Currently I’m in the middle of reorganising stuff here on my hard drives as I was dealing with to many computers and drives in different places in the past and was slightly about loosing track of what was ending up on which machine or drive.
Not that many pictures from that day but at least one shot I took after the lunch break. I really love this picture!
The third day – Instruction on site – two portrait shootings
This day we were meeting for a short briefing session inside. While we were talking and heading out for the first session, our group our model Joy Villa was busy selecting the right dress and jewellery from Creative Solutions Art & Design and getting a make-up by Jack Tyson with whom they had worked already before. It is amazing how you can change the look with a professional make-up. We would meet her again for the second session.
For portraits it is even more important to have the right settings for white balance and exposure. A build in light meter cannot deliver the exact value reflected by the person being photographed. Thorsten gave us also valuable tips how to select a location for portraits, how to deal with the model and behave correctly as photographer.
The second session we had model Joy Villa with us – what an amazing outfit and make-up! We were checking the right location and stayed at Fitzroy Place near the house as it was pretty cold that day for an outside session – being a model wearing not that much. This was really an amazing shooting, it is so valuable to have a model who knows how to move and pose and a trainer who is able to interact with the model without even talking and checking the camera settings of the participants.
We all had an incredible creative and inspiring afternoon.
The master and the team – A unique interaction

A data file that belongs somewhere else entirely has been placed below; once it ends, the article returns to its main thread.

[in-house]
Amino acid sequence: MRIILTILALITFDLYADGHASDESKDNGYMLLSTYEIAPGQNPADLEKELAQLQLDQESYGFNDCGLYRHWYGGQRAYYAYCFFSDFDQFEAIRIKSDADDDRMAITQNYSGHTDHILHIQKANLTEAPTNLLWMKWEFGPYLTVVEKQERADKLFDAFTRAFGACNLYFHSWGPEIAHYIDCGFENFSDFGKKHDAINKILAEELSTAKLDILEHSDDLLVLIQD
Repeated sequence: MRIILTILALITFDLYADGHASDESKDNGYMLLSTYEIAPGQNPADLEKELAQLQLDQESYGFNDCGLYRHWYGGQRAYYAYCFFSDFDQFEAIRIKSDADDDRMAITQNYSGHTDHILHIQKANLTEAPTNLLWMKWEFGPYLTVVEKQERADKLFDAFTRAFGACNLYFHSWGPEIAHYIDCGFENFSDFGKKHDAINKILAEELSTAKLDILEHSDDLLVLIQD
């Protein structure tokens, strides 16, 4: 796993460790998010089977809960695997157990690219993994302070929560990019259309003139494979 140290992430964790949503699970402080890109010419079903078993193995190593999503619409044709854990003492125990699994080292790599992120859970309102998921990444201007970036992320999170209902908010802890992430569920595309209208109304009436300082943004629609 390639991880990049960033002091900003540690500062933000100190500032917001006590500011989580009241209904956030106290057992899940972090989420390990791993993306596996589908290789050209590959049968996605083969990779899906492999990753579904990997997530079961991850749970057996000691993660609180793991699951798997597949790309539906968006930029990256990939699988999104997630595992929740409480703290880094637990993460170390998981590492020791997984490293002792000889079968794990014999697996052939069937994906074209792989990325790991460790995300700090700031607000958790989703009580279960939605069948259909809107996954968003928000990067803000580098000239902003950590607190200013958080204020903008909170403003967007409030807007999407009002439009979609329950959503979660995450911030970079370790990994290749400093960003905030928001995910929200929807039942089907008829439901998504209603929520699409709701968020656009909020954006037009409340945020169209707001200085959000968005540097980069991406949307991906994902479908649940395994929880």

A very special thing with this workshop was the team spirit that was created through the unique presence of a master of his subject who is willing to share and participants that are all following one same goal: improve by learning.
And it is not really a matter if you are new to photography or if you are on the road already for some years. All of us came from different countries and professions. Patrick from the Netherlands who lives in England, Matthew from the US who lives in the Netherlands, Barrie as the only British, David and me from Germany, Thorsten from Denmark and Joy from the US. Sunday James from Cambridge joined in. Some of us were pretty new to photography, some did photograph quite a lot.
But all of us shared the same love for the Leica cameras and lenses and we wanted to get the best out of it. All of us were also looking for new inspiration and wanted to benefit from Thorsten’s experience. And all of us are pretty much into this old school setup were you as a photographer have total control over what is happening.
So that was the foundation to start from. And we all took a huge benefit from the lucky situation that Thorsten and Joy are there as a perfect matching team as well, helping us where help is needed, guide us or just inspire us – always to the level that was required.
It was a kind of magic that you could feel throughout the whole workshop.
My conclusion – Why I recommend this seminar
For me this seminar was very valuable and came to me to the right time.
You have to ask yourself the questions above regarding the motivation and if you can answer this with “yes” you should go.
You don’t have to be necessarily a Leica maniac like all of us but it helps a lot and I recommend you are – as all of the people I have met so far – following a different approach to photography than the ones equipped with large and heavy DSLR stuff. The information during this workshop is always delivered on the spot and Thorsten Overgaard is someone who makes you feel comfortable and confident during the workshop and afterwards.
It’s not the equipment that is responsible for the photo, it’s the photographer using the tools in the manner being able to capture what he or she sees in this single point of time when the picture gets framed.
Having tools with a high potential aside is good thing though.
Well, during this workshop I fell in love with the lens I always wanted to shoot with – the Noctilux – and decided to switch. This lens has such a high potential to support you in getting outstanding results. Of course there is always a way to improve you knowledge AND the tools…
If you want to read more about the workshop in London and what’s going on this year with Thorsten Overgaard and Joy Villa I recommend this article on Thorsten’s website.